Lorem ipsum dolor si amet?

One of my favorite things about working with graphic designers is that—from a design standpoint—my copy is inconsequential. In fact, my designer friends would just as soon paste in some “Greek” as they would my carefully crafted prose.

Never mind that the Greeked-in copy is actually Latin. Look at a rough layout, and more often than not you’re likely to see this:

Lorem ipsum dolor sit amet, consectetur adipisicing elit, sed do eiusmod tempor incididunt ut labore et dolore magna aliqua. Ut enim ad minim veniam, quis nostrud exercitation ullamco laboris nisi ut aliquip ex ea commodo consequat.

But the other day a designer-geek friend alerted me to an exciting alternative. Introducing Bacon Ipsum! To satisfy a variety of appetites, it comes in two flavors: All Meat …

Salami boudin chicken meatloaf corned beef. Ham hock beef ribs ground round, spare ribs flank short loin corned beef. Hamburger pig chicken salami. Beef short loin corned beef beef ribs, drumstick pork belly ground round jowl andouille biltong turkey sirloin t-bone.

… and Meat and Filler:

Ut et ea, tail bacon short loin excepteur. Tongue duis shankle, beef labore biltong dolore brisket adipisicing nulla hamburger velit ut laboris irure. Hamburger exercitation id in. Fugiat sirloin strip steak nulla dolore incididunt. Magna ex minim turkey et, corned beef proident ut nisi aliquip voluptate duis ham jowl cow.

More of a fish-lover, you say? There’s Tuna Ipsum, just for you.

Triplespine duckbill eel carpetshark: man-of-war fish American sole cat shark Pacific hake; European perch driftfish, smelt sea toad. Oldwife, batfish salmon lined sole, dartfish Shingle Fish freshwater shark. Blacksmelt, rockling: tripod fish Ratfish pompano.

For the vegetarians, there’s Veggie Ipsum:

Grape potato groundnut avocado celery mung bean kohlrabi chickpea lotus root sweet pepper jícama beet greens. Squash radish silver beet chickpea collard greens avocado horseradish. Avocado tomato sorrel broccoli zucchini kakadu plum black-eyed pea water spinach radish earthnut pea.

There’s T-Lipsum for our Yorkshire friends

Nunc cack-handed tha daft apeth gerritetten a scelerisque any rooad cack-handed ah’ll gi’ thee a thick ear lectus. what’s that when it’s at ooam? tha daft apeth nobbut by gum ah’ll box thi ears face like a slapped arse sit amet nibh tha daft apeth gerritetten wacken thi sen up ah’ll box thi ears egestas. face like a slapped arse nobbut a lad risus face like a slapped arse massa hendrerit t’ tha what?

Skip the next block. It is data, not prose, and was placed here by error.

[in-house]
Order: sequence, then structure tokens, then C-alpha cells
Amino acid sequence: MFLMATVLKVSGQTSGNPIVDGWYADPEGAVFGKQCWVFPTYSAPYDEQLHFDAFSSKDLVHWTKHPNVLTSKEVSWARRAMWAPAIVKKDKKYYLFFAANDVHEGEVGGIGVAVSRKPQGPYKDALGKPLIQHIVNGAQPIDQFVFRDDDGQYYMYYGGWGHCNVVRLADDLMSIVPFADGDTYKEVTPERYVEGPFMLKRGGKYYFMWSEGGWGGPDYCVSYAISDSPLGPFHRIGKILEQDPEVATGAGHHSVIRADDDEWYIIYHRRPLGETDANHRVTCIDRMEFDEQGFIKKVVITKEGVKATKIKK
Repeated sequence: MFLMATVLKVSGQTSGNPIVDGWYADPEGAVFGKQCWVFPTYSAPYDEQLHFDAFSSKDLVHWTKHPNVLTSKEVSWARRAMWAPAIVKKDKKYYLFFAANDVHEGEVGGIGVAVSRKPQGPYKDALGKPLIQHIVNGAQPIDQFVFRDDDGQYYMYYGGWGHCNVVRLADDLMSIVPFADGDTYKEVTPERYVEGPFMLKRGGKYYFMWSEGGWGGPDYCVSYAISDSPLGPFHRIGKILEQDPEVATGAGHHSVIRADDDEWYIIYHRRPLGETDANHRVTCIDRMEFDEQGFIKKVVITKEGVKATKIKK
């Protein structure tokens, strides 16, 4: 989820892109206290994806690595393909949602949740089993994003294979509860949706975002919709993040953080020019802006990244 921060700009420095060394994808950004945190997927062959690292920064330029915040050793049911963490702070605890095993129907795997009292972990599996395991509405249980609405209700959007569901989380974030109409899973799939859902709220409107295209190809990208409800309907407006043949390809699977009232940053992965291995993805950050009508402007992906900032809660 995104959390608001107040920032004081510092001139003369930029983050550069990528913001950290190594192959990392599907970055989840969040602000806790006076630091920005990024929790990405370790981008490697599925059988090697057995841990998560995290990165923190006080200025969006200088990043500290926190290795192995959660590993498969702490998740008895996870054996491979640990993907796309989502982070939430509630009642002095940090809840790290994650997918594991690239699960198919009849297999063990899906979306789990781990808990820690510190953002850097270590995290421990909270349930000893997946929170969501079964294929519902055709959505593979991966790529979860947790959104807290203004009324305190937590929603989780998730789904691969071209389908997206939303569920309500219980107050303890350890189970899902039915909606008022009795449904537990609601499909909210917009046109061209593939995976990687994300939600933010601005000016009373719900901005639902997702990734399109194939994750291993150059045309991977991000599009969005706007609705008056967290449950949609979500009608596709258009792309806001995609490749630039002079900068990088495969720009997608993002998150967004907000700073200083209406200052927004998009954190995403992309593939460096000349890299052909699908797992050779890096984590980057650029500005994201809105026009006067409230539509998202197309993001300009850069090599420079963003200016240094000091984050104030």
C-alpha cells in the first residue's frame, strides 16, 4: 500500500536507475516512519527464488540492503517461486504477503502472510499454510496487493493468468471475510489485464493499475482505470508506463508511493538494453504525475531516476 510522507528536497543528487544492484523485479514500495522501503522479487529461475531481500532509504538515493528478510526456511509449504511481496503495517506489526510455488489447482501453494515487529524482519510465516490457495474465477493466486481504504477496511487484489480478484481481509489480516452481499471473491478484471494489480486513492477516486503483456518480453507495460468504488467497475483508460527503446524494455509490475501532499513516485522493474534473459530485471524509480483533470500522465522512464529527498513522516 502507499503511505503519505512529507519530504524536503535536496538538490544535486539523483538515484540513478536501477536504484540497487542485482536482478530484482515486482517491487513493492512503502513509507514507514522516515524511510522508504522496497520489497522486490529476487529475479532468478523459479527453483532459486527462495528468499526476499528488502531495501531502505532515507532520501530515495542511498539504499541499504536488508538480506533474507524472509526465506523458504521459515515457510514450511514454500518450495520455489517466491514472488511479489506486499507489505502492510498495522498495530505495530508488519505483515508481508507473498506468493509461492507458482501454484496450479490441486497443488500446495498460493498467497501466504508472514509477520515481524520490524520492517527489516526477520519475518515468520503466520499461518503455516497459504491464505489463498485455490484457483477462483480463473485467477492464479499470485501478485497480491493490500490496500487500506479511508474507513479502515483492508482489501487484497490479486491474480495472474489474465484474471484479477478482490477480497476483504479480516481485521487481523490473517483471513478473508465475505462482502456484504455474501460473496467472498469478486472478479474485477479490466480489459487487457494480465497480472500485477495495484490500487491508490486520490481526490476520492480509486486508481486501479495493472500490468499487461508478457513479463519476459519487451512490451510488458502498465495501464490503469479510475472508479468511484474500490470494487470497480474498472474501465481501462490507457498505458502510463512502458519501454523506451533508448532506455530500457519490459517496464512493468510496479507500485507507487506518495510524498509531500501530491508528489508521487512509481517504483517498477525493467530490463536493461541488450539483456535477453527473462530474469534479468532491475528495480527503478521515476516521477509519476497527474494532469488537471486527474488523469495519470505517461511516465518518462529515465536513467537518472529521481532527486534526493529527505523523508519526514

… and there’s also Gangsta Lipsum:

Lorizzle break yo neck, yall dolizzle sizzle amet, shit adipiscing elit. Phat sapien velizzle, fo shizzle i saw beyonces tizzles and my pizzle went crizzle, break it down quis, pizzle vizzle. Shit izzle dolizzle shizzlin dizzle funky fresh tempizzle tempor. Crunk bling bling. Integizzle sempizzle velit sizzle bow wow wow.

For you pop-culture fans, there are Dexter, Monty Python, Star Wars, and Dr. Who ipsums.

But—as clever as these options may be—I offer them with a word of caution: Don’t forget to flow the *real* copy into the document at some point, OK? Design may be king … but the copy matters, too. (Fo’ shizzle!)


    • So glad to have brought a smile! Thanks for reading — and especially for taking the time to comment.

  1. Do you know, that ‘lorem ipsum’ blurb has always really frustrated me, because I can’t help trying to translate it, and of course it’s just gobbledegook. There was a fashion a few years back here for putting Latin words on textiles, and I had the same problem. O tempora! O mores! That the language of Virgil and Cicero should have become cut-and-paste filler for the illiterate!

    On the other hand, I thought that the veggie ‘ipsum’ sounded rather delicious, and the Yorkshire is HI-LAR-ious. Can’t wait to read it out to my husband, who used to live in York (an’ all). 🙂

    • Once again, you have me in stitches. Leave it to you to lament that “the language of Virgil and Cicero should have become cut-and-paste filler for the illiterate!” Touché, DB, Touché!

      I’ll admit that I suffer from the same affliction of trying to make sense of dummy copy. I have a defect that makes me assume that because there appear to be words on a page, they *must* mean something. Sadly, this isn’t always the case — and my lament extends beyond mere dummy copy!

      BTW: Wish I could be there to hear you read the Yorkshire “Greek” to your husband. 🙂

    • Who knows? if your boss is more focused on design, he/she may not even notice! May the force be with you … 🙂

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